“Victory gardens” bloom across the 1940s city

One was planted on Park Avenue. Another bloomed on the grounds of the magnificent Schwab mansion on Riverside Drive. A third sprouted in Midtown in the shadow of the Chrysler Building.

Others were tended to in empty lots on Ludlow Street (above), on Upper East Side apartment terraces, and in the open spaces of Brooklyn and Queens.

These victory gardens, as they were called, grew out of a national push during World War II to help ease food shortages in the states, as so much food from America was going to soldiers abroad and our allies.


New Yorkers answered the call. After the program began in 1943, the city had approximately 400,000 victory gardens, which sprouted up on 600 acres of private land.

The biggest crop: tomatoes, followed by beans, beets, carrots, lettuce, and Swiss chard.

VGjohnalbokrockcenter1943An astonishing 200 million pounds of vegetables were cultivated, according to Amy Bentley and Daniel Bowman Simon, who wrote about victory gardens in Savoring Gotham: A Food Lovers Companion to New York City.

Victory gardens were mostly about food. But they had a civic function as well, rallying communities to work together to aid the war effort.

Mayor Fiorello La Guardia even announcing that one would be started on Rikers Island.

VGschwabmansion“We have a lot of space there and a lot of guests too, and we won’t need machinery, because we can make them work,” he cheekily told the New York Times.

Experienced gardeners lent a hand showing urban green thumbs the ropes. “New York University, Columbia University, and the New School all offered courses on Victory Gardening, wrote Bentley and Simon.

Department stores like Macy’s opened gardening centers that held lectures, sold seeds, and even offered war bonds to gardeners who produced bumper crops.

When the war ended, the mini-farms appeared to have been left untended. Of course, they weren’t the last urban gardens to pop up in the city.

But with real estate values sky-high, it might be a long time before we ever see vegetables growing on Manhattan avenues again.

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8 Responses to ““Victory gardens” bloom across the 1940s city”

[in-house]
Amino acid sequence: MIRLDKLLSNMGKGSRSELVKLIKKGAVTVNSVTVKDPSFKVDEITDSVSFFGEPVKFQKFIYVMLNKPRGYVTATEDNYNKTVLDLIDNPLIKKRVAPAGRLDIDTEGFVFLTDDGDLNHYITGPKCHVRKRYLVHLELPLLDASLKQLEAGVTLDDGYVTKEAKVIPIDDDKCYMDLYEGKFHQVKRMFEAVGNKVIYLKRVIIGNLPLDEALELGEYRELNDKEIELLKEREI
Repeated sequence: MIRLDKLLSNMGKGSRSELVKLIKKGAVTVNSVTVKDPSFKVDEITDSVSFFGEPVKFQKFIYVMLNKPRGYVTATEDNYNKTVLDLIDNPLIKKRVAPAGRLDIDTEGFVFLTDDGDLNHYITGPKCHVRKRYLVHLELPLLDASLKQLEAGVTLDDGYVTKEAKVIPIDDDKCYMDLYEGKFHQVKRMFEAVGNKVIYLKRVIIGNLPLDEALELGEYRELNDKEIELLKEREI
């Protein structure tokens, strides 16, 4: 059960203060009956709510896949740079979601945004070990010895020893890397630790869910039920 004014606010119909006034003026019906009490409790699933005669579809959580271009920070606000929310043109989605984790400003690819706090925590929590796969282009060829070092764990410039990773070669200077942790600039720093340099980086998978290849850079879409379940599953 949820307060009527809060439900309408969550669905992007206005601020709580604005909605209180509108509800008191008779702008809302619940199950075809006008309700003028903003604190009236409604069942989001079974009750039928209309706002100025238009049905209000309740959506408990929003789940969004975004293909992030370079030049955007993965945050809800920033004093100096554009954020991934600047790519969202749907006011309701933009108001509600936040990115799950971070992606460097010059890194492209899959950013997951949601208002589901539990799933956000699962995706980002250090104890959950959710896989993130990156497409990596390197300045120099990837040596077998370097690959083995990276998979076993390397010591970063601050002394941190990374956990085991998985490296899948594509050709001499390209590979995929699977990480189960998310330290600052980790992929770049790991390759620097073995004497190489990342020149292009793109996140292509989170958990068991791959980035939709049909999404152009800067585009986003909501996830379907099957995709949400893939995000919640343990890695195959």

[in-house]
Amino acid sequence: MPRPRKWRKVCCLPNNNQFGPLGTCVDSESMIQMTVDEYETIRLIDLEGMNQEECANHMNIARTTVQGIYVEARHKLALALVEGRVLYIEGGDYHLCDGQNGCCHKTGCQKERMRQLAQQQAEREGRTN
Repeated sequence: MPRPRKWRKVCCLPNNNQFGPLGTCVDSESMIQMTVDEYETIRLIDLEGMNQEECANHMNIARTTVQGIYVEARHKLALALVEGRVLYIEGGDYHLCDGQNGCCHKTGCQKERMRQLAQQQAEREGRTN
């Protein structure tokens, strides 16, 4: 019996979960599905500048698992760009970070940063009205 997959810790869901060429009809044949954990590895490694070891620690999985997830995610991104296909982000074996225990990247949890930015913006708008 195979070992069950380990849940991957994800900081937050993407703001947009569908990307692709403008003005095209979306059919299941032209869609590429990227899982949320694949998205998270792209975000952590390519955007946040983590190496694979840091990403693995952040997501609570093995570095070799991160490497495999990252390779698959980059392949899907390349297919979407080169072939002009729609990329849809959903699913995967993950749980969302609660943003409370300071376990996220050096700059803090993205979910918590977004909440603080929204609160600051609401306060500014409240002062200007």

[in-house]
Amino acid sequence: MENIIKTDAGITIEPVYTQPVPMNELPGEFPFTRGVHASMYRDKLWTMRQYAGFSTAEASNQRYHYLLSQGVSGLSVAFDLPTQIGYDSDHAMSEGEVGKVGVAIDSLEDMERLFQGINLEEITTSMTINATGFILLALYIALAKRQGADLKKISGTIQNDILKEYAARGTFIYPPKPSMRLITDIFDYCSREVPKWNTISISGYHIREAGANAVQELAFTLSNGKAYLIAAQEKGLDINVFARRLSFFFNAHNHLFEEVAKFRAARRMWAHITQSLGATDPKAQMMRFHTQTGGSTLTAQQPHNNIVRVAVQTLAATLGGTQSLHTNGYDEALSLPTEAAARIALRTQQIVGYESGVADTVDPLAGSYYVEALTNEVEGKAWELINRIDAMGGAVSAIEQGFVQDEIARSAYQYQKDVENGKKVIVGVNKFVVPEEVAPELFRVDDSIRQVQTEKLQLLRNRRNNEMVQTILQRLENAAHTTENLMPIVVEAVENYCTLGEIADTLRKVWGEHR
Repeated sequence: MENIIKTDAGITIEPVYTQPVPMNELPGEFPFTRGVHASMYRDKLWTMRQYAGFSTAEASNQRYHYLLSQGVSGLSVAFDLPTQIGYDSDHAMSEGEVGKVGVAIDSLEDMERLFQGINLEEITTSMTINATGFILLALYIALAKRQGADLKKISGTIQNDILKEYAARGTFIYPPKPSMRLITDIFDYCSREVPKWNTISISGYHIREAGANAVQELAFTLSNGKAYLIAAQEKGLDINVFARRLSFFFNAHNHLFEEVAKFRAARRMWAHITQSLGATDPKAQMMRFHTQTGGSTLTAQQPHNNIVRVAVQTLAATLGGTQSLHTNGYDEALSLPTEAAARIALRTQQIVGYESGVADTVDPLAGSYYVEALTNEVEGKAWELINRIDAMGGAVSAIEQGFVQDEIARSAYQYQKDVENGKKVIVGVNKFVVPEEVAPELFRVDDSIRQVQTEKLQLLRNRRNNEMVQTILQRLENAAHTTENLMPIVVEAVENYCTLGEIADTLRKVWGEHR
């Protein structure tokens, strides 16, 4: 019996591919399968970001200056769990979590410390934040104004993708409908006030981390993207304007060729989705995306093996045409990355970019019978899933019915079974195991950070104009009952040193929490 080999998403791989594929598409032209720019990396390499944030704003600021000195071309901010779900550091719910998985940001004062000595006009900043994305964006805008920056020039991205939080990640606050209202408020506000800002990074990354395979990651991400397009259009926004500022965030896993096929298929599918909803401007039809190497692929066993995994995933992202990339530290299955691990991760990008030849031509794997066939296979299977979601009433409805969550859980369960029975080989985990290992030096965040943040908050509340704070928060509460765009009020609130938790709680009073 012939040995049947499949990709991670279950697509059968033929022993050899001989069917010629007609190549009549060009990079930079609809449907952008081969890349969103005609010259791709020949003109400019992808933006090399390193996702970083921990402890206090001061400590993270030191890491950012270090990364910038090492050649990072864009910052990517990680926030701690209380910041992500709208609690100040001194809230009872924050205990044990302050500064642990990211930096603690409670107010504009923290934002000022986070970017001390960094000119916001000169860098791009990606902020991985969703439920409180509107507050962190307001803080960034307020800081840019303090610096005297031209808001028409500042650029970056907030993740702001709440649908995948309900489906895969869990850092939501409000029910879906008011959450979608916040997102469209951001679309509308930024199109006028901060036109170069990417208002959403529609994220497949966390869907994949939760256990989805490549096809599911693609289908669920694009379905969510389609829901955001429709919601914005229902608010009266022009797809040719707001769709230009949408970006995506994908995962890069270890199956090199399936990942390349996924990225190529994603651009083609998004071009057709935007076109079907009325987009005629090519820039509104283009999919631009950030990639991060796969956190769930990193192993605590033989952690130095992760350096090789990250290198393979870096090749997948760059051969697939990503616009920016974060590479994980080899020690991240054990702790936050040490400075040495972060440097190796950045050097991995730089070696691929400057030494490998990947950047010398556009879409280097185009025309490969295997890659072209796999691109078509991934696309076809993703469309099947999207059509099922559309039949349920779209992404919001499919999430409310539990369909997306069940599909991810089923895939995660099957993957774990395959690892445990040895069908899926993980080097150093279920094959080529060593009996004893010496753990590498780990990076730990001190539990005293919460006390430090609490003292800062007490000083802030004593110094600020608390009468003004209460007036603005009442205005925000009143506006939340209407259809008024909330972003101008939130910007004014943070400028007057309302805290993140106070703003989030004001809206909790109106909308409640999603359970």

1. Jon Phillips Says:

    After the insurance companies and real estate interests had participated in a red-lining pas-de-deux that had left the Bronx burning, leaving vacant lots behind in area where generations had lived, Green Thumb under Ken Davies, planted fields of red-clover, barley, and other crops in the unused land. That was within recent memory (1985-88). So much as it seems that real estate can only go up, remember, a balloon is a man-made bubble, but they work according to the same principles.

  2. biff Says:

    In the early 1990s, I lived in Washington Heights, and folks in the neighborhood were astonished to find a large plot of beautiful, six-foot tall stalks of corn growing in the center divider on Broadway. I would smile every time I passed them. The urban farmer eventually was uncovered, and, naturally, a parks worker threatened him with a summons. A 1991 New York Times piece on the subject is here – http://www.nytimes.com/1991/08/15/nyregion/farmer-unearthed-he-planted-the-corn.html

  3. ephemeralnewyork Says:

    I remember the corn in Washington Heights! It was a lovely summer surprise in the grittier days of the city.

  4. Susie Says:

    This is so interesting! Especially love the pictures!

  5. Mr. Robinson Crusoe – (1932) – [Public Domain Movies] | mostly music Says:

    […] “Victory gardens” bloom across the 1940s city […]

  6. Build a Biodigester | Renewable/ Sustainable Energy! Says:

    […] “Victory gardens” bloom across the 1940s city […]

  7. Victory Gardens, and Alternative Uses for Disused Land | wild lot Says:

    […] lots, as well as municipal property, with an estimated 230 acres under production. New York City as a whole had 400,000. Chicago had 172,000. Every major US city was home to a burgeoning of annual gardens in […]

  8. Victory Gardens, and Alternative Uses for the Disused Lot | wild lot Says:

    […] lots, as well as municipal property, with an estimated 230 acres under production. New York City as a whole had 400,000 plots. Chicago had 172,000. Every major US city was home to a burgeoning of annual gardens in […]

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